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I understand the concept of creating scripts to perform tasks, but I've read re-creating my manual tests as scripts isn't the direction I should be headed. What is the difference and what types of tasks should I be looking at to automate?

Note this was extracted from How can Manual QA's without a programming background learn Automated Testing? which has 4 questions and thus is too broad. I'm posting this from that as it seems like a good question.

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Main difference is that in manual testing, a sapient, thinking processor (human) is looking at the results and can see "something is weird here".

Automated testing does not exist, it is wrong terminology, misnomer, even if widely accepted. In automated checking, totally dumb processor (your test script) checks for condition which programmer thought about, and blatantly ignores anything else, even if obviously wrong for a human manual tester.

What makes sense is automated regression testing (also a misnomer, it is checking again) when your automated scripts checks for known/suspected conditions (and ignores everything else, as all scripts do).

Human can do exploratory testing. Automated scripts, not so much :-)

But: to perform action in automated script, you need to know how to do it manually (and usually do it multiple times). You cannot automate something you don't know how to do manually.

Your automated test can check for small subset of what human tester would notice (so your manual tests are a good start). Some tasks (like pattern recognition) is beyond abilities of most automated tests, so you need to pick which conditions to check in script, and what will be ignored.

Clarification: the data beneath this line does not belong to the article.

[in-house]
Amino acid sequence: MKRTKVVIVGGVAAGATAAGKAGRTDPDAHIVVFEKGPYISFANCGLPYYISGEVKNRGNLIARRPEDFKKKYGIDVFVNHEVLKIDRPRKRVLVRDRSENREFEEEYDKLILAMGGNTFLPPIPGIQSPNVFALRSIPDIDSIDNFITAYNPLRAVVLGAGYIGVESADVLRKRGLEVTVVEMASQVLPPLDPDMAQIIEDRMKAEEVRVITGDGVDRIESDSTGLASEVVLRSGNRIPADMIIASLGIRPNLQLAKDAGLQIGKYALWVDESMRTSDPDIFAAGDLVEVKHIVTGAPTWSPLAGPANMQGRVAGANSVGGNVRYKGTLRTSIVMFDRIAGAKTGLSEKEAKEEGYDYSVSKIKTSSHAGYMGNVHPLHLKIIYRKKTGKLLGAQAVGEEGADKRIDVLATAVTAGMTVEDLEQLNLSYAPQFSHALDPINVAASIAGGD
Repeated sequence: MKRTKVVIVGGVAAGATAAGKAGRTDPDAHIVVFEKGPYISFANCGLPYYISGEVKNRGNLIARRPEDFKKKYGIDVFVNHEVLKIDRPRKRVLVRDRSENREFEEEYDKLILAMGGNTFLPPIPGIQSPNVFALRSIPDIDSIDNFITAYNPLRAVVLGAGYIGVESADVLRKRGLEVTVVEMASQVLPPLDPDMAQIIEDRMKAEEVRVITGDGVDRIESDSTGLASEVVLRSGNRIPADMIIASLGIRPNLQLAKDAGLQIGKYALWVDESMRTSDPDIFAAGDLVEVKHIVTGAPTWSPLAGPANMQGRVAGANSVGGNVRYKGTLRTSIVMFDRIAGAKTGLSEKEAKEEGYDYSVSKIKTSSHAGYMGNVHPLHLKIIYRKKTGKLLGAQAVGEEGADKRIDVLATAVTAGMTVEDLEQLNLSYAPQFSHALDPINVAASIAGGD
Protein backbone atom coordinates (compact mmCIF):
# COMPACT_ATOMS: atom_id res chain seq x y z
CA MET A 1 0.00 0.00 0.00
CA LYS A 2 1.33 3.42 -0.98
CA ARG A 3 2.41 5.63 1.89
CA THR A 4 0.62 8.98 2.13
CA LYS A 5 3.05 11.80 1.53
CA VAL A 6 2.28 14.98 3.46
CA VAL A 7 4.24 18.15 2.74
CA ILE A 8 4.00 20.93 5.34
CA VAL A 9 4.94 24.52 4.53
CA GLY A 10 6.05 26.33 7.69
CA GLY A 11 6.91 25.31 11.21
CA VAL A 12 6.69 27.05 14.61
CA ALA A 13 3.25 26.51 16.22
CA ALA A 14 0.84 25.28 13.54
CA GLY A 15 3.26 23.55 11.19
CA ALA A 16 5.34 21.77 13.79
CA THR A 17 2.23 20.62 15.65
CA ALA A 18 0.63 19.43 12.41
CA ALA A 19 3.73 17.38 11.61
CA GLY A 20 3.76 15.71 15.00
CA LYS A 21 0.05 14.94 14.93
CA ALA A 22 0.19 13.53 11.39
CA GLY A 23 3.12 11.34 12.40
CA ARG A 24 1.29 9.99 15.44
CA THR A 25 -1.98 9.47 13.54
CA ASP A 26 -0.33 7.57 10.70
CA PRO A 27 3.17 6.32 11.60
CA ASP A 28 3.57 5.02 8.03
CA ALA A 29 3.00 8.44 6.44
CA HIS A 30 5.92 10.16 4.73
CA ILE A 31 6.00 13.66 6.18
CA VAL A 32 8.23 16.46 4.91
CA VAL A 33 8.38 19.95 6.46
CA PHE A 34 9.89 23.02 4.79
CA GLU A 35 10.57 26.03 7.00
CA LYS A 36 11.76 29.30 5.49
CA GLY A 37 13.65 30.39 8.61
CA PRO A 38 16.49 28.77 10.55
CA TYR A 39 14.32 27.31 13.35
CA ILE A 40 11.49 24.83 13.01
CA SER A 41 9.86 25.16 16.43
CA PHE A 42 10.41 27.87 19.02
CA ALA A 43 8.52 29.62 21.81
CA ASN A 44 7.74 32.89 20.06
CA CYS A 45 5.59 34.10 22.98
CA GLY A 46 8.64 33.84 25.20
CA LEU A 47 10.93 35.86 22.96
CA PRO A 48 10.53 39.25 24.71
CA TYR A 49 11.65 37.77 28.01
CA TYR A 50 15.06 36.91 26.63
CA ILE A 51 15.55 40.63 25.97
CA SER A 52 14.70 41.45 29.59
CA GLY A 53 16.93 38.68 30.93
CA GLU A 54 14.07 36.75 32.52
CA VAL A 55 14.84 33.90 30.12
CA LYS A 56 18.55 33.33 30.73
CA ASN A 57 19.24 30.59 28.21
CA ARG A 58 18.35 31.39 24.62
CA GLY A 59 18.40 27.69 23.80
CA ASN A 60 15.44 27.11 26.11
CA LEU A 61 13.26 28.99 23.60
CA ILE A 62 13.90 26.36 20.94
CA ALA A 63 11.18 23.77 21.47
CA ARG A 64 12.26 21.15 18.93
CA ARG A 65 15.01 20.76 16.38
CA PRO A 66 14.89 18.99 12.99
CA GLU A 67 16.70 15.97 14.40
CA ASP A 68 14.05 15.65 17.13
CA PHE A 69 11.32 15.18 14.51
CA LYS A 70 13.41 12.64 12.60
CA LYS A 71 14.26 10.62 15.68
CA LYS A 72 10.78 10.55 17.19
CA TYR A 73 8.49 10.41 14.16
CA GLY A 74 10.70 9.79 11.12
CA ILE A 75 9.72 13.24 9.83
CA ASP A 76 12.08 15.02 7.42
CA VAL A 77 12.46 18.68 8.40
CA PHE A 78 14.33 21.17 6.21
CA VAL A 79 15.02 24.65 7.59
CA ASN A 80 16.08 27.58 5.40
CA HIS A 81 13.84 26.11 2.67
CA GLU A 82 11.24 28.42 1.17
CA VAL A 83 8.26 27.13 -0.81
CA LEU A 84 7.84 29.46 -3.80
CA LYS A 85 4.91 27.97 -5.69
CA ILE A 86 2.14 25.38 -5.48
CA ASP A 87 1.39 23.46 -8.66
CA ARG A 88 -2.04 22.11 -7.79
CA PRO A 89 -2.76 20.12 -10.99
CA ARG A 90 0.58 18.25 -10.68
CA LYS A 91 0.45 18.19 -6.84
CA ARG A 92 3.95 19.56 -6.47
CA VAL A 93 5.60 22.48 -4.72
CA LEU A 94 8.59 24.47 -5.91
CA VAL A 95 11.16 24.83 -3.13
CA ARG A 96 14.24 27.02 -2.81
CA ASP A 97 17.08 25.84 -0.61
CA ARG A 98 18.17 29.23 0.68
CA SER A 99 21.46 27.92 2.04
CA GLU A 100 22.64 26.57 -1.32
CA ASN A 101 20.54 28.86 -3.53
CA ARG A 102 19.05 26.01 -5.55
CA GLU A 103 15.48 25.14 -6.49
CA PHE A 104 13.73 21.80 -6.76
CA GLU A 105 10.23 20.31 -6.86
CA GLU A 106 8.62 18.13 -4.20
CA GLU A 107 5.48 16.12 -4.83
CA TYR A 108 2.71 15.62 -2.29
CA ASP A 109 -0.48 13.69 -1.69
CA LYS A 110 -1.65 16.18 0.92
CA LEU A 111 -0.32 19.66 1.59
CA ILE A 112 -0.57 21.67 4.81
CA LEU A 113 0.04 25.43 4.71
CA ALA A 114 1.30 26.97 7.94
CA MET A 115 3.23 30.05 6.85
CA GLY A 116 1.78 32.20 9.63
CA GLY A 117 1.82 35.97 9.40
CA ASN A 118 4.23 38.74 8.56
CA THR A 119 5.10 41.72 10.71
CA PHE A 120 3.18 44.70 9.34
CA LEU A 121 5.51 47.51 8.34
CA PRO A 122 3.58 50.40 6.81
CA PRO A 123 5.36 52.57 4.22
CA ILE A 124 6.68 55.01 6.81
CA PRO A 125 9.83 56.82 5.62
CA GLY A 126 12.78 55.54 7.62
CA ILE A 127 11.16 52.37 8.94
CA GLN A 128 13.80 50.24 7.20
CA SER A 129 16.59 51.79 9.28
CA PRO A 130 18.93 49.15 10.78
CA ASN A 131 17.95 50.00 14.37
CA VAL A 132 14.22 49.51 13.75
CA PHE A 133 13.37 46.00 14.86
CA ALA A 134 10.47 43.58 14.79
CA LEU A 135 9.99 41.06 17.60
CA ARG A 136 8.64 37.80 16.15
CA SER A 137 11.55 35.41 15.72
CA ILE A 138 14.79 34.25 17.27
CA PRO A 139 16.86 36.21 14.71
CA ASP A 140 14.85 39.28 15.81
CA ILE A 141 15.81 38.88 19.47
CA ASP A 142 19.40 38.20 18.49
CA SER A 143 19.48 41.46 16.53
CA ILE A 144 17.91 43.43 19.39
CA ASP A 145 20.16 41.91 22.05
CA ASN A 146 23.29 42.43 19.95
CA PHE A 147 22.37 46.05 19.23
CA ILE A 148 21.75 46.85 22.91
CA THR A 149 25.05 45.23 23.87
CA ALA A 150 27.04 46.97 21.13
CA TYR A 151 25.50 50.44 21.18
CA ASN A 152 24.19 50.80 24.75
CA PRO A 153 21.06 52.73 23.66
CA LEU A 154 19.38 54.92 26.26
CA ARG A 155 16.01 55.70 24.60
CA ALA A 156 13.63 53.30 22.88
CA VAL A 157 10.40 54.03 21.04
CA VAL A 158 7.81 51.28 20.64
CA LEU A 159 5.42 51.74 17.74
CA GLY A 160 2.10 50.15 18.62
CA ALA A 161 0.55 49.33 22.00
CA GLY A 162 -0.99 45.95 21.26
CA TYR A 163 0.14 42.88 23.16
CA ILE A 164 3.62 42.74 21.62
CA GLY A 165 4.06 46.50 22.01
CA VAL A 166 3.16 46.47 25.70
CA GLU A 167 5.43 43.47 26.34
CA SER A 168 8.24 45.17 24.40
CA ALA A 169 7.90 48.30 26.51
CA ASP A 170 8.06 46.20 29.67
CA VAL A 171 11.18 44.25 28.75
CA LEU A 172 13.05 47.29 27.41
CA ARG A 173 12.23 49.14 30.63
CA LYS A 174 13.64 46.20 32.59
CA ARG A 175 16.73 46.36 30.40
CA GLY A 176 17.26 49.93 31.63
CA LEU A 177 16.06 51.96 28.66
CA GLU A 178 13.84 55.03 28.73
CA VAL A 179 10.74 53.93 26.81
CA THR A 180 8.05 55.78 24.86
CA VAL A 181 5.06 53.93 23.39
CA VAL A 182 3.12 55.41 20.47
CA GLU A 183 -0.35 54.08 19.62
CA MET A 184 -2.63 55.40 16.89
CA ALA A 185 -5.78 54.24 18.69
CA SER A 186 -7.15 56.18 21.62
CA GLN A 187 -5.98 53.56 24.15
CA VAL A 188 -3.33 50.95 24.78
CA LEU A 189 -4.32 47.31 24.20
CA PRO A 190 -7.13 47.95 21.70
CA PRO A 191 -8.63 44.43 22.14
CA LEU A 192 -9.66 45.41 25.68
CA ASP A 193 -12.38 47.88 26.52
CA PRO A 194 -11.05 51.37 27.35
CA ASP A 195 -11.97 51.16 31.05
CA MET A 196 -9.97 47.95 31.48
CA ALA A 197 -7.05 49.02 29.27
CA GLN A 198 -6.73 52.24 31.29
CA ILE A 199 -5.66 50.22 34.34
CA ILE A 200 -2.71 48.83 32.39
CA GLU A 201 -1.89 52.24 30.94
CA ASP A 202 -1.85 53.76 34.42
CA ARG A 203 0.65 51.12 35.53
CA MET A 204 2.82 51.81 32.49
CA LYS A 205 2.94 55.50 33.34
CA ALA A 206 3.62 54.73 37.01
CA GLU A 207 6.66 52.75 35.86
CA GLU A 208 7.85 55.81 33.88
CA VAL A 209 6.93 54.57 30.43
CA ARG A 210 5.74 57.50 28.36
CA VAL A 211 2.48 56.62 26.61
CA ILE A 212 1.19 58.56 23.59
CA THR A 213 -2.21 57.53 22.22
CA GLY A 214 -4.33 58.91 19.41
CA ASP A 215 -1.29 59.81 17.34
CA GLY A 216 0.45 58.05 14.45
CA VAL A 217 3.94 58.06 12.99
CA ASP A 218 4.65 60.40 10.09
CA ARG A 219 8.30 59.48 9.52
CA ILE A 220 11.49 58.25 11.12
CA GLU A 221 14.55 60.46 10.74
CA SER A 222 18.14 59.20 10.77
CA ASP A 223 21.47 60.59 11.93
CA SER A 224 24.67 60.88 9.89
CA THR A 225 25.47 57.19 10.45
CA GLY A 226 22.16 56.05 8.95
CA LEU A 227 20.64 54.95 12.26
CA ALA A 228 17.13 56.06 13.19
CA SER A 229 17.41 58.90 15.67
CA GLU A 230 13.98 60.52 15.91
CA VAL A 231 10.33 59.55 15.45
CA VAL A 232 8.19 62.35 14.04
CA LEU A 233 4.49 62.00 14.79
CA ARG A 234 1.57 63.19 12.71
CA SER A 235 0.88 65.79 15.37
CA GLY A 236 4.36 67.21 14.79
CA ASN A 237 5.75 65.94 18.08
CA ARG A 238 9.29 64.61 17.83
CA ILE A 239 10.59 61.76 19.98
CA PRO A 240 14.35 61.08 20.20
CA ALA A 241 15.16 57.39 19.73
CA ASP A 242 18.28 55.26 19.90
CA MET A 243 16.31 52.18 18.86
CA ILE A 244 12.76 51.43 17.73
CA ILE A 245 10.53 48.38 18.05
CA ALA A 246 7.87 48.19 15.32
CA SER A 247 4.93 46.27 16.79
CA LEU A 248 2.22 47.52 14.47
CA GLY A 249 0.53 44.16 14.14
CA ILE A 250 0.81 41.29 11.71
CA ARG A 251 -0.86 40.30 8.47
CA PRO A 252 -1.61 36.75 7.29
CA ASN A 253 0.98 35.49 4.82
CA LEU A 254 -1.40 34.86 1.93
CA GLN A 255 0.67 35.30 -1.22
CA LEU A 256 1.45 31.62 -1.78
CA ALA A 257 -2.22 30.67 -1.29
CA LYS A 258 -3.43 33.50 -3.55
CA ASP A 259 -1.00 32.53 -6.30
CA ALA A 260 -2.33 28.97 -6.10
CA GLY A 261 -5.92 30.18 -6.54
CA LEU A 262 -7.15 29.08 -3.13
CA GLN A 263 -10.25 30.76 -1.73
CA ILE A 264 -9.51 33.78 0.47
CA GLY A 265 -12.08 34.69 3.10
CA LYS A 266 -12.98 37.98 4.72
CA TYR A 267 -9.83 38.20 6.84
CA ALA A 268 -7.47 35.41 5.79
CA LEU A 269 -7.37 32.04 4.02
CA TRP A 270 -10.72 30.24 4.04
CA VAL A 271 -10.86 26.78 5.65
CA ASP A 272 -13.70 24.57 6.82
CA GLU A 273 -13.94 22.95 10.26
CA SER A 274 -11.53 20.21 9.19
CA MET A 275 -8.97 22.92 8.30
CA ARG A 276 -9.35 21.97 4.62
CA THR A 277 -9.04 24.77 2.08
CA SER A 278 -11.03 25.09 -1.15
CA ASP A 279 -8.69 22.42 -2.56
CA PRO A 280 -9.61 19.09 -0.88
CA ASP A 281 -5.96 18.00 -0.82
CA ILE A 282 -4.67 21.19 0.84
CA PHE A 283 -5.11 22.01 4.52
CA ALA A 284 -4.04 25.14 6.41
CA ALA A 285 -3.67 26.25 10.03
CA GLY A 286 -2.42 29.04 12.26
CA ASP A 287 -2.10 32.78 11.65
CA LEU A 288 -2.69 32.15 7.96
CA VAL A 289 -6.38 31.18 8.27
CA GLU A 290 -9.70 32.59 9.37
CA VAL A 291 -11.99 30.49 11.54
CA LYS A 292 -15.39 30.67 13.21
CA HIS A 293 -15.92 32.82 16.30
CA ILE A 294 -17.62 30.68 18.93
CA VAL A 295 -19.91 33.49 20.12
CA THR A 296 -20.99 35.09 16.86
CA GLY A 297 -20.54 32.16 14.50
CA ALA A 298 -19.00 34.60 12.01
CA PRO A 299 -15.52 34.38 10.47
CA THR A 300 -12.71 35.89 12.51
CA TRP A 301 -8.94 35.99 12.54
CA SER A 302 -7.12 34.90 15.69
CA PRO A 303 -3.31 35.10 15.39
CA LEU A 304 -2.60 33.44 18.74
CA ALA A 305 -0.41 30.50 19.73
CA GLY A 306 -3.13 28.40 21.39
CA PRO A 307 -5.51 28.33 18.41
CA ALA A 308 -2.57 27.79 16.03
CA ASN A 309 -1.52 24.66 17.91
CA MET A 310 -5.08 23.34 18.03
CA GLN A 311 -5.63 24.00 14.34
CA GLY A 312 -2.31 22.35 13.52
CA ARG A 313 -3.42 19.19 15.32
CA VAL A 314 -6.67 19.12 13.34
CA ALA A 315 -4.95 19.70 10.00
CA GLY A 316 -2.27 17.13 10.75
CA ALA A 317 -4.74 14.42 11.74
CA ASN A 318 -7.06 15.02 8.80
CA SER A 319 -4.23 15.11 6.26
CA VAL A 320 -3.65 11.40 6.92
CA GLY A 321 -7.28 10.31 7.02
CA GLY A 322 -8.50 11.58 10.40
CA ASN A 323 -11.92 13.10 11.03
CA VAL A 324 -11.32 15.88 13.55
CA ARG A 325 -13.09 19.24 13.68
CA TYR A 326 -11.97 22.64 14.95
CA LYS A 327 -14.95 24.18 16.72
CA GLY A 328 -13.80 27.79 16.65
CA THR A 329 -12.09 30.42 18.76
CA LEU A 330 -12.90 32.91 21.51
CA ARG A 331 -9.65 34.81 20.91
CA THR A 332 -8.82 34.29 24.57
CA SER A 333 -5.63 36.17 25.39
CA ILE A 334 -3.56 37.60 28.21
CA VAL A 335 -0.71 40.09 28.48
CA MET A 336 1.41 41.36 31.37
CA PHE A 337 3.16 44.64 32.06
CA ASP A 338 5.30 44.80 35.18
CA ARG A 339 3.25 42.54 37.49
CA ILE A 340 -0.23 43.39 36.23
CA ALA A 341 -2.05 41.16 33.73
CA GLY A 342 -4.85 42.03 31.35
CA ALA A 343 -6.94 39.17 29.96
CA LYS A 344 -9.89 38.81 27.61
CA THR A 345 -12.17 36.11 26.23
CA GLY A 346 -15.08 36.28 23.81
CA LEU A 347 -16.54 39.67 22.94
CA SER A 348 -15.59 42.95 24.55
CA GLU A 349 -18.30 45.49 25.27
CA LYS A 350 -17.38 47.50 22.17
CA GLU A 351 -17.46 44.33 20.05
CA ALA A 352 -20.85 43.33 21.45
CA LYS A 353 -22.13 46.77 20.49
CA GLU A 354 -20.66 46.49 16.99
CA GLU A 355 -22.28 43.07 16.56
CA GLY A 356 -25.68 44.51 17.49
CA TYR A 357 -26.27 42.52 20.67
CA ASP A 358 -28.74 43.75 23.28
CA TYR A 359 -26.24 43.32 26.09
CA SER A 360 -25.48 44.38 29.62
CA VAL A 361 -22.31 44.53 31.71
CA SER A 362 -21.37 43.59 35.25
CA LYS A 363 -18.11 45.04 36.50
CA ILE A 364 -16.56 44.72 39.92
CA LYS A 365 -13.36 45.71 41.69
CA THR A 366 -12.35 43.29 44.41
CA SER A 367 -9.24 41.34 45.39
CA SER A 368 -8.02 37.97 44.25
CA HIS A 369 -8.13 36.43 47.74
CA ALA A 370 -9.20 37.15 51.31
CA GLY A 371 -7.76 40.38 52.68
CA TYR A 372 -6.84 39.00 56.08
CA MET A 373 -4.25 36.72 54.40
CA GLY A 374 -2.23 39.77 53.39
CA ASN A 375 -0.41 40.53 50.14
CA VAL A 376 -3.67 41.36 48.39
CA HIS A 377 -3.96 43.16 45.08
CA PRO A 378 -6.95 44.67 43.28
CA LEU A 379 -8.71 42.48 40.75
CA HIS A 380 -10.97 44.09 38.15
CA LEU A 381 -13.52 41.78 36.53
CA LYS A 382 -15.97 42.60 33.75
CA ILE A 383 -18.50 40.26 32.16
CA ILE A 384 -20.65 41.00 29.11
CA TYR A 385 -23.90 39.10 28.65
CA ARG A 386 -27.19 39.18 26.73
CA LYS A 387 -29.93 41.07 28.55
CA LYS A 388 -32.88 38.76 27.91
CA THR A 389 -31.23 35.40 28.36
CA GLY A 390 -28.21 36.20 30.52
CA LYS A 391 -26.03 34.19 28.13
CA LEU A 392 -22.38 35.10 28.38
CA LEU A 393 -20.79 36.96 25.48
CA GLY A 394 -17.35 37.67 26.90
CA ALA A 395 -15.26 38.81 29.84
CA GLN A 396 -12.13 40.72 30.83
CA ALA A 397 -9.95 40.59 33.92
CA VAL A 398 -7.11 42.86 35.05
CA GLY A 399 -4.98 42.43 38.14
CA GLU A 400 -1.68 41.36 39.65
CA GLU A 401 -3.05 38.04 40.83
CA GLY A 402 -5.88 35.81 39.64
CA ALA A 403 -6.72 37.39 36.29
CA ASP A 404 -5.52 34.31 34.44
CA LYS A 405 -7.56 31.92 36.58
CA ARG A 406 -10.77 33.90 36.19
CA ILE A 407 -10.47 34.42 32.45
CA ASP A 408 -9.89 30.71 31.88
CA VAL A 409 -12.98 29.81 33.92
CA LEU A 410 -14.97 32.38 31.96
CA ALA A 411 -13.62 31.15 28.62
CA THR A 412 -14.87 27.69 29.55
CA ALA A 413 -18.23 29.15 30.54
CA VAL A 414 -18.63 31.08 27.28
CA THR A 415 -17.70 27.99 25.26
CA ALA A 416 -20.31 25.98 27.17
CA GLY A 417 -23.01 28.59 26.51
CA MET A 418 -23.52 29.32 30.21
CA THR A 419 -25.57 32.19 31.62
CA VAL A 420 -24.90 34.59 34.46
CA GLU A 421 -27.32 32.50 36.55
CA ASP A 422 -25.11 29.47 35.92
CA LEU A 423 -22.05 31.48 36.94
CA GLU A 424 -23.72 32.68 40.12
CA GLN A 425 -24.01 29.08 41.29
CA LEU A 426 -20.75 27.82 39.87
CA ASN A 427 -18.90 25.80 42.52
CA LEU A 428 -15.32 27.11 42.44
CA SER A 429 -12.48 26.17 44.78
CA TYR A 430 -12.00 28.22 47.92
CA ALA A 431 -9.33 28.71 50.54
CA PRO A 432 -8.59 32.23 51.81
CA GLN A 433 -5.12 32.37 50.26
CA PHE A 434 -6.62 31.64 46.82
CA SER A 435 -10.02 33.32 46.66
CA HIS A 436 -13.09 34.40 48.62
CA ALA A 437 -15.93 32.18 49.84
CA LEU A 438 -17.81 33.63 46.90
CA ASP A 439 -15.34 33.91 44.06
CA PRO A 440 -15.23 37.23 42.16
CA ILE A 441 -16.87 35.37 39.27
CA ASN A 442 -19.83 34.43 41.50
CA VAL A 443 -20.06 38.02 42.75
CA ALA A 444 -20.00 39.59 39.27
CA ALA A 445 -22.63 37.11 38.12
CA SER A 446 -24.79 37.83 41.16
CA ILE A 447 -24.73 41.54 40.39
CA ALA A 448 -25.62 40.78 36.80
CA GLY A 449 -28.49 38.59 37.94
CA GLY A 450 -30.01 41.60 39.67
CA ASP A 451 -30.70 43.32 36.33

There are many cases where my automated tests perform action but do not check for errors, because I never seen any error in that action. So such test can silently fail to detect error, because programmer failed to anticipate it. To deal with such situation, you (programmer) have to use "defensive programming" techniques and i.e. check if page title is what you think it should (if not: something broke, but none of your checks detected it). This is not how human would detect such error, but that is all you have in the script.

And scripts are good in something humans are bad: Running exactly same checks day after day, very efficiently.

  • Or as I like to put it: Automation is a great way to find out wether human testers should even bother yet. – Guran Jan 31 '17 at 14:02
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    Not sure I understand what you mean. Care to expand to answer? I think just the opposite: Automated checks is just just a small subset of most commonly used checks what humans do during manual testing. – Peter M. - stands for Monica Jan 31 '17 at 14:07
  • I mean that with some automated sanity checks, I can avoid wasting human testers time. Just a simple script that simulates a user clicking through the menu in a web application menu and checks that every page loads means that human QA doesn't have to bother with an installation that has access issues for example. – Guran Feb 1 '17 at 9:06
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Different sorts of tests include

  • web / api / database tests
  • functional / performance

Most likely you will want to focus on the most the very most repeated tests using the ide/ language your dev's use. e.g. java/eclipse/selenium/junit so the dev's can help you sort out issues.